[celt-saints] 1 November

2009-10-31 Thread emrys
Celtic and Old English Saints  1 November

=-=-=-=-=-=-=-=-=-=-=-=-=-=-=-=-=-=-=-=-=-=-=-=-=
* St. Cadfan of Wales
* St. Ceitho of Wales
* St. Pabiali of Wales
* St. Dingad of Wales
* St. Cledwyn of Wales
* St. Gwythian of Cornwall
=-=-=-=-=-=-=-=-=-=-=-=-=-=-=-=-=-=-=-=-=-=-=-=-=


St. Cadfan of Wales, Abbot
(Catamanu, Catman)
---
Died probably at Bardsey in the early 6th century. A missionary from
Letavia (probably in Brittany but possibly in south-eastern Wales) to
Wales, Cadfan founded monasteries at Towyn in Merionethshire and
Llangadfan in Montgomeryshire, and later a monastic centre on the island
of Bardsey (Ynys Enlli), where he was first abbot. Bardsey developed
into a great centre of monasticism. It is said that as he went from
Towyn to Llangadfan he passed through Pistyll Gadfan, Eisteddfa Gadfa,
and Llwbyr Gadfan.

Bardsey Island is still a wild, isolated place - exactly the kind of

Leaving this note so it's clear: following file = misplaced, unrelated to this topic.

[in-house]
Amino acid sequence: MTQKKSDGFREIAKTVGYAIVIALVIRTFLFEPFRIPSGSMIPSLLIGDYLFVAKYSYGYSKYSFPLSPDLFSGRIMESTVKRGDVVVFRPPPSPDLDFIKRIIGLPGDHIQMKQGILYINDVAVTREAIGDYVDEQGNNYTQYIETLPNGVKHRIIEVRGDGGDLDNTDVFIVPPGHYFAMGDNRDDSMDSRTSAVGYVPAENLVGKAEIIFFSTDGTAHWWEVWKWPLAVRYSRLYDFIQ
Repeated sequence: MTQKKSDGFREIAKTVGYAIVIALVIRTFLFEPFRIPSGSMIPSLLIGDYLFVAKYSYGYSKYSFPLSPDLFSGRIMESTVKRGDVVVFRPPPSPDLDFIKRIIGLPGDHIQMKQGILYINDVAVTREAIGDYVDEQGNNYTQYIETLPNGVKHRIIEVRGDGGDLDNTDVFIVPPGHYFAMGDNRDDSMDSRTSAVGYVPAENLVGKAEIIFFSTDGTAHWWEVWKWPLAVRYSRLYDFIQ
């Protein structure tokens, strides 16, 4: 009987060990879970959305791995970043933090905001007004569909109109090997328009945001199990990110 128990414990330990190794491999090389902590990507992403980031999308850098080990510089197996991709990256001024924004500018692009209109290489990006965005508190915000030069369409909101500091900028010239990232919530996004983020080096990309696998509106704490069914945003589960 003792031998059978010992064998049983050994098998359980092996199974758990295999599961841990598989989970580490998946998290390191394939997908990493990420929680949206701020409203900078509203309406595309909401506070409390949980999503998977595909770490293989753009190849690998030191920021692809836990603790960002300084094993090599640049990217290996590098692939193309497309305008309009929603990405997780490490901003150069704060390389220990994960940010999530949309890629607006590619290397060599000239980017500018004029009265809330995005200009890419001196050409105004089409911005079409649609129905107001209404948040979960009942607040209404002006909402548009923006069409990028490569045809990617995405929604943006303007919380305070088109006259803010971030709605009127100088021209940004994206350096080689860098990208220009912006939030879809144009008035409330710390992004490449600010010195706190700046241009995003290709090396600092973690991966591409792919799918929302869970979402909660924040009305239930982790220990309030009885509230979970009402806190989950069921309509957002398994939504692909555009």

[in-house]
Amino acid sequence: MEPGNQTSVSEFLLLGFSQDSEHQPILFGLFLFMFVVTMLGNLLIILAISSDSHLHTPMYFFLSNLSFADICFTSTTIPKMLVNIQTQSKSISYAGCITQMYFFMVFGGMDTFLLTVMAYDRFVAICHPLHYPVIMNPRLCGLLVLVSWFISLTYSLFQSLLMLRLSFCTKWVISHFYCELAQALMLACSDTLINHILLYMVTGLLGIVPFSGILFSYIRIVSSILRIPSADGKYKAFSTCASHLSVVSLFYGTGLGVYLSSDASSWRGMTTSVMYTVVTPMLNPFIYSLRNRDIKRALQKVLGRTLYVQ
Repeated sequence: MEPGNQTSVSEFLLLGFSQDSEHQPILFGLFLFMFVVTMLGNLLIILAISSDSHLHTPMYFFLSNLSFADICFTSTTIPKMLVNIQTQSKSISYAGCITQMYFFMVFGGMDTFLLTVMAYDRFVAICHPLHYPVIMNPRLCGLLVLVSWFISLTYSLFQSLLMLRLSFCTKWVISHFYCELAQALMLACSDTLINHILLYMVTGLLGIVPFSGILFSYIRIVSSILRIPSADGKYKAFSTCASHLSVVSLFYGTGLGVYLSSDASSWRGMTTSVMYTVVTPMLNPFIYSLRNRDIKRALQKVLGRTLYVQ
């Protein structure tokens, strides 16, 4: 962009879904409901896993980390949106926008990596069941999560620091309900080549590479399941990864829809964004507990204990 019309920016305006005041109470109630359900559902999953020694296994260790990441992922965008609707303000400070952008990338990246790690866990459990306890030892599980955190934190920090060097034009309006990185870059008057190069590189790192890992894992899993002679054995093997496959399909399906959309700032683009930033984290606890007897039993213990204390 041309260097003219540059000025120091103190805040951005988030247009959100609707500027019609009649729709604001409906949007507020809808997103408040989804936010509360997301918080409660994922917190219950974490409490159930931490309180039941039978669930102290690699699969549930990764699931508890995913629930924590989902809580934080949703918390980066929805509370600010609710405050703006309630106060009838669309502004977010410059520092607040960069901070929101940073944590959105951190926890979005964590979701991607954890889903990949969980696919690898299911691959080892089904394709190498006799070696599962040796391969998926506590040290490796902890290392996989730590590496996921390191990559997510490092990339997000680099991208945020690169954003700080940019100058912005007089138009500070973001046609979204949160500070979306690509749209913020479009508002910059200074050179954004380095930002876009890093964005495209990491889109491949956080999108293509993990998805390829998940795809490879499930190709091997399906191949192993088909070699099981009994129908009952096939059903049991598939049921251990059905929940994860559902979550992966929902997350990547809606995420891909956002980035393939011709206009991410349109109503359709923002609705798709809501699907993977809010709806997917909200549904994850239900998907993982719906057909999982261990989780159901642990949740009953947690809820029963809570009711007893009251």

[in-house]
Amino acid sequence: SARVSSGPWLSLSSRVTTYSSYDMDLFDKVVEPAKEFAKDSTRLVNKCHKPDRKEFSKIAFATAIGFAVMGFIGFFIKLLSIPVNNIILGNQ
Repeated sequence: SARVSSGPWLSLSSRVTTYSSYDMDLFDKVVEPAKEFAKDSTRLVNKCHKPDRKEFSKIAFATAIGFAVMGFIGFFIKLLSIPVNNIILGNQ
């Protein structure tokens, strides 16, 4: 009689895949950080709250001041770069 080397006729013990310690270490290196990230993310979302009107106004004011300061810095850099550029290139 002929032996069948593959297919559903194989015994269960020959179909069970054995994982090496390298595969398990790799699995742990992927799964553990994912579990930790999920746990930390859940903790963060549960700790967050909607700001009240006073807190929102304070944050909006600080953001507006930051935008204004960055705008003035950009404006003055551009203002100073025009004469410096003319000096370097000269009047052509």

spot to which the Celtic monks liked to retreat. The first monastery
here was founded by St Cadfan in 429. Today's remains are 13th century
and are of the Augustinian abbey of St Mary, built on the site of the
original monastery. In time Bardsey became one of the most popular
places of pilgrimage in Britain and many went there to be buried so as
to be close to the numerous ascetic saints who died there. In time it
became
known as The Island of 20,000 Saints. Human bones were so common that
they were used to mend fences!

Cadfan's holy well could be found in the churchyard at Towyn, near his
chapel (since destroyed), where many were cured of rheumatism, scrofula,
and skin diseases. It continued to attract pilgrims long after the
Reformation. Baths and changing-rooms were added until it went into
disuse about 1894.

In the church at Towyn, there is a stone pillar, called the Cadfan
stone, with an ancient inscription that marks the place of his burial: